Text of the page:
The Myth of Our Technologically Advanced Youth

Excited Boy & Computer.jpg

It’s true that more and more people use computers (and other gadgets) and get online today than they did last year. And next year, the same will be true. Technology – especially advanced computer technology, has infiltrated almost every aspect of our existence.

Just think about this quotation from Cory Doctorow via

There are no airplanes, only computers that fly. There are no cars, only computers we sit in. There are no hearing aids, only computers we put in our ears.

We are literally surrounded by computers, and most of us sit in front of one every single day at our jobs or during class at school. We raise kids who start to use technology at younger ages – as young as 6 months, according to this infographic posted on

“More children aged 2-5 years with Internet access at home know how to play a computer game and use a smartphone rather than: swim, ride a bike [or] tie their shoelaces.”

The youth of today use these devices with an expertise even their parents may be jealous of. So, they should all be computer geniuses, right?

“Not so fast,” says many computer experts. The young people of today may be able to use computers, mobile gadgets and other web-enabled devices, but that doesn’t mean they can fully leverage them to complete basic functions. Or that they are prepared for the future, which is full of technology as far as the eye can see.

Using technology and understanding technology are not the same

You yourself may have been amazed, at one point or another, by the skill with which your toddler or small child could navigate a computer or mobile device. You may go to your older children to install applications and other software to your computer or devices.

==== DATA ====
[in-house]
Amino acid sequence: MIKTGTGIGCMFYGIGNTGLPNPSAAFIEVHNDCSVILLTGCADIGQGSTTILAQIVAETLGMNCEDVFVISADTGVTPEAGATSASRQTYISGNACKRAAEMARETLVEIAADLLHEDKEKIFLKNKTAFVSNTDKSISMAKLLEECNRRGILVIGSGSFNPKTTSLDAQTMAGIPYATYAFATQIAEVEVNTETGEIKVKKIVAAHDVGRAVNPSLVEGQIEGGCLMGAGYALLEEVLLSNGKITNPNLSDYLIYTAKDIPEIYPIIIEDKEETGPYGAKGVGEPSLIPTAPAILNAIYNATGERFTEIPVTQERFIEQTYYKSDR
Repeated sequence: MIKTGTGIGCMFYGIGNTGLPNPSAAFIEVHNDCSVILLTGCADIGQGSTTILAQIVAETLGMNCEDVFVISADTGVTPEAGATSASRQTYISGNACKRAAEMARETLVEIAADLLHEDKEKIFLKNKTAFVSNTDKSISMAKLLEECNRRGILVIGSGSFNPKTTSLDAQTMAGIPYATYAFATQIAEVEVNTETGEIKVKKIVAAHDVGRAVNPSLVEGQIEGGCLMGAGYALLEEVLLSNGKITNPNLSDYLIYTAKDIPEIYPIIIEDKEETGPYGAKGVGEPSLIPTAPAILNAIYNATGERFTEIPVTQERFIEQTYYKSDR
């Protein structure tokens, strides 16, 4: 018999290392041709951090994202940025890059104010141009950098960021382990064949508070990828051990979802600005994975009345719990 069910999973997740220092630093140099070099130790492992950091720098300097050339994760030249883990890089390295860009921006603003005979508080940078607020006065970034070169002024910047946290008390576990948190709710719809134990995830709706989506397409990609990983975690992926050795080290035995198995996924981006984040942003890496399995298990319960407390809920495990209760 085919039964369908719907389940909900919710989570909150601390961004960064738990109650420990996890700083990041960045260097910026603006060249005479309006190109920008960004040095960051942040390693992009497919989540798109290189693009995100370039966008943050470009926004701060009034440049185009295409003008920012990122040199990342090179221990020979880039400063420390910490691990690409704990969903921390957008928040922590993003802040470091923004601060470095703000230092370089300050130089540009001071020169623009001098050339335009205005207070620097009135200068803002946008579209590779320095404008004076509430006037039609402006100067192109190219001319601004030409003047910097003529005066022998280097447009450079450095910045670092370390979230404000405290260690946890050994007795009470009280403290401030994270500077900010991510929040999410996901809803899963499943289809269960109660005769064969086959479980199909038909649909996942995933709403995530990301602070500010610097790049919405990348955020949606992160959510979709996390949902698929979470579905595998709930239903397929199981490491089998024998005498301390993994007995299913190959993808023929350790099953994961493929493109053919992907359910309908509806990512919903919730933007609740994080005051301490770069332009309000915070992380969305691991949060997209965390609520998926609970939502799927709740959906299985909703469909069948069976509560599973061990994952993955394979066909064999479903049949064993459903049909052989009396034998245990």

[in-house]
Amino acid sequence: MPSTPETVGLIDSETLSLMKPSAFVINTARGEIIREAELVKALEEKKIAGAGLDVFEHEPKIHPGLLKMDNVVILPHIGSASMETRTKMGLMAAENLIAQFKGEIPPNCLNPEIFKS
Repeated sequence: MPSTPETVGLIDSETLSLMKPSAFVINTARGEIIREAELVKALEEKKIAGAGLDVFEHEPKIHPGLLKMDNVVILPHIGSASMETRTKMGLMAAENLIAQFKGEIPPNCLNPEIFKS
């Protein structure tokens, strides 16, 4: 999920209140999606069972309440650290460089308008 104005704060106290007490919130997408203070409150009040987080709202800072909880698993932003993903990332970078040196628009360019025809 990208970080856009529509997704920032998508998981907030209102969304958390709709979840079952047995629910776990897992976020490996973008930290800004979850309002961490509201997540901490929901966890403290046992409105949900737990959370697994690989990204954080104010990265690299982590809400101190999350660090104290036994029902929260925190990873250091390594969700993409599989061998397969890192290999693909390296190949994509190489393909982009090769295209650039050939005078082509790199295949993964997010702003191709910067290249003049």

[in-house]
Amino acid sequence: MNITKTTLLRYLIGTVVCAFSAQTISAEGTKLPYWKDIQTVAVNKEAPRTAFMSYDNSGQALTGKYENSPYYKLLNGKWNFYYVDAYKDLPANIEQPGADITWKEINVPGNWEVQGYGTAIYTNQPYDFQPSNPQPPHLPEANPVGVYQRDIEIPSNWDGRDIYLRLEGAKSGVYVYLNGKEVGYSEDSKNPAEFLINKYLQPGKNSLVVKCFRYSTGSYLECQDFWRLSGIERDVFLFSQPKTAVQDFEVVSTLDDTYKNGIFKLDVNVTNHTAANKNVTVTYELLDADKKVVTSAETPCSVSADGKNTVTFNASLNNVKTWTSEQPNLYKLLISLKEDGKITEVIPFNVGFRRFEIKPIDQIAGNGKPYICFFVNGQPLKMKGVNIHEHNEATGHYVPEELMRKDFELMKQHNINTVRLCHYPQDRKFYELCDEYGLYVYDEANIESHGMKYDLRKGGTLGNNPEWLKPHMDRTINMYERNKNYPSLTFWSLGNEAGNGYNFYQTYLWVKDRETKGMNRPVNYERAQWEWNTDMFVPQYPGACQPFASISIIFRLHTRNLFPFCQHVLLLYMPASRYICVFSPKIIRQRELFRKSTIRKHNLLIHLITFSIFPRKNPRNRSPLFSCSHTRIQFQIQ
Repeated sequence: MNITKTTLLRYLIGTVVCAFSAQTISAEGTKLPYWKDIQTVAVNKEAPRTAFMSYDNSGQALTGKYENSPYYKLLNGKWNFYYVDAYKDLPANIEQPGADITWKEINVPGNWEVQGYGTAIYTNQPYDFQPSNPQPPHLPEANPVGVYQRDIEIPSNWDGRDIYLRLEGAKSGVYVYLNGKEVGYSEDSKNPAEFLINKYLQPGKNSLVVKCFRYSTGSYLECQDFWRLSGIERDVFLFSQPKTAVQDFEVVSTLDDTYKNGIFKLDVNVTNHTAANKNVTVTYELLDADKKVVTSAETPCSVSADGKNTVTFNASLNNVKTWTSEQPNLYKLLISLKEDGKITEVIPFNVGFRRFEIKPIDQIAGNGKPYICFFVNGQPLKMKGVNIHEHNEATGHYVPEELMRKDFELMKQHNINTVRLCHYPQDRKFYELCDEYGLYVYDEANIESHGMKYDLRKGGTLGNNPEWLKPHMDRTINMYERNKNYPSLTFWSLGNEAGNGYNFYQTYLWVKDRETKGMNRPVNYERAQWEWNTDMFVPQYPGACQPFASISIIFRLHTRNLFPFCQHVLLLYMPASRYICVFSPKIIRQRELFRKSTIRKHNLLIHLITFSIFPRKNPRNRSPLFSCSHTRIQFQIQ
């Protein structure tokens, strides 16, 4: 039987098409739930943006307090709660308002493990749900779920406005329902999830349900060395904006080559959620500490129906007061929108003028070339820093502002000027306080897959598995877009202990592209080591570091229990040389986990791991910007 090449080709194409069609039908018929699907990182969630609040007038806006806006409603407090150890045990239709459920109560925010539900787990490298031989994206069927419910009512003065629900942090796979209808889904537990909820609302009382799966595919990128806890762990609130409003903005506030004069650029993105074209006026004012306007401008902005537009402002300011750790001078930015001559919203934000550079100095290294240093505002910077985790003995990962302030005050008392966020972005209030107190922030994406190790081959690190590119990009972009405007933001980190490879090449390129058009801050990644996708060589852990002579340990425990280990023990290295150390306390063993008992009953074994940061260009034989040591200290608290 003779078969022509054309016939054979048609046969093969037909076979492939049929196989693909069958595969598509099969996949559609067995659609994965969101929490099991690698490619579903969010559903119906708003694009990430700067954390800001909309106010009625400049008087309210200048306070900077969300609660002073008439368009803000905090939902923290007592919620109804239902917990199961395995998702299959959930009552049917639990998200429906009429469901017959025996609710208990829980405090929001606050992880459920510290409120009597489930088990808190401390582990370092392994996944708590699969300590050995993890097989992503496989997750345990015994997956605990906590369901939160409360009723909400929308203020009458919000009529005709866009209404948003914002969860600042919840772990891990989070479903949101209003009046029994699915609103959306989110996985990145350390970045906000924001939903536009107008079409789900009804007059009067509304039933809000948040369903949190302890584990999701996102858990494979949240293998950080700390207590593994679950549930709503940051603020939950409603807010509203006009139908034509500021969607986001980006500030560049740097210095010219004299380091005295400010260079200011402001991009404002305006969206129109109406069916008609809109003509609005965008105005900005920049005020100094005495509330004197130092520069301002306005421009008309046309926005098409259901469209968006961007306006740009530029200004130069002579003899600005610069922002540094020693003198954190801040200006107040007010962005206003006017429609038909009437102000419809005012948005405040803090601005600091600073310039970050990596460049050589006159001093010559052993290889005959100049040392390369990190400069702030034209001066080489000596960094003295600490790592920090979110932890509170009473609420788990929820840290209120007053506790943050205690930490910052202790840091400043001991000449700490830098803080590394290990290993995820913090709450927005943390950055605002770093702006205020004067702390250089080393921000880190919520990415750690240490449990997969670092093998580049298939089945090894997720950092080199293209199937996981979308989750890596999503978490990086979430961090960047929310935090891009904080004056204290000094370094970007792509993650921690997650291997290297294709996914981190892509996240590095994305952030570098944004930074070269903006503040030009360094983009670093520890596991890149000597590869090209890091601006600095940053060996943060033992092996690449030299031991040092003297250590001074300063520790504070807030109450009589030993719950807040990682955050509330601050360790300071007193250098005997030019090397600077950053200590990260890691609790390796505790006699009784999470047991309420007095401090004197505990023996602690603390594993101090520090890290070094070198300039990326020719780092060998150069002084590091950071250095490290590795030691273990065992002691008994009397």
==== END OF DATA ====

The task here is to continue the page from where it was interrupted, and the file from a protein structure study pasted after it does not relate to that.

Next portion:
These kids are tech savvy, but not necessarily computer literate.

Despite the fact that they use computers every day, only 38.1% of UCLA’s 2011 incoming freshmen said they had “above average computer skills, compared to people their age.”

They can use applications like Facebook, Twitter, YouTube and Pinterest. Software like Word, PowerPoint and Excel. But, says Coding2learn, “Ask them to upgrade their hard-drive or their RAM and they break out in a cold sweat. Ask them what https means and why it is important and they’ll look at you as if you’re speaking Klingon.”

Computer illiteracy among the younger generation could affect them negatively

Older computers required the user to understand how the machine worked – at least on a basic level, before (s)he could use it. “Today’s kids are brought up on user-friendly, idiot-proof devices that don’t even require the know-how to replace the batteries,” says Jesse Brown at Maclean’s.

However, a huge portion of available jobs and educational opportunities require real computer knowledge. Not just knowledge of how to use them, but how to code and produce computer technology.

During the next 10 years, there will be over 1.4 million jobs in computer science, according to the video produced by However, only 400,000 graduates qualified for those jobs, leaving over 1 million potentially unfilled. In this age of limited employment opportunity and increased financial dependence for young people, it is catastrophic that more young people are foregoing computer literacy.

On a more personal level, the youth of today are surprisingly ignorant of Internet risks, especially when it comes to the social networks they cling to. Only one-third of parents monitor their middle schoolers’ Internet use. Few children and young adults are aware of the risks of child identity theft and the detrimental effects of cyberbullying.

What’s the solution?

To counteract this ignorance, says’s Brian Proffitt, schools need to educate students on “real technology skills,” so they have more than just “the ability to post party pictures on Facebook.” Educators need to stay up-to-date on the ever changing world of technology to make sure they aren’t teaching outdated material.

And, says Proffitt, our individual attitudes toward technology need to change. Computers are not just machines built for our amusement, but powerful tools that have changed our lives and will continue to do so.

Students must “recognize the importance of technology productivity…. Only then will millennials find the tools they need to live up to their reputation as technology leaders.”

Rose Haywood is an Internet tech blogger  and small business marketing/tech consultant. She hails proudly from Asheville, NC but resides for the time being right outside of Atlanta, GA. Feel free to reach out to her directly via twitter.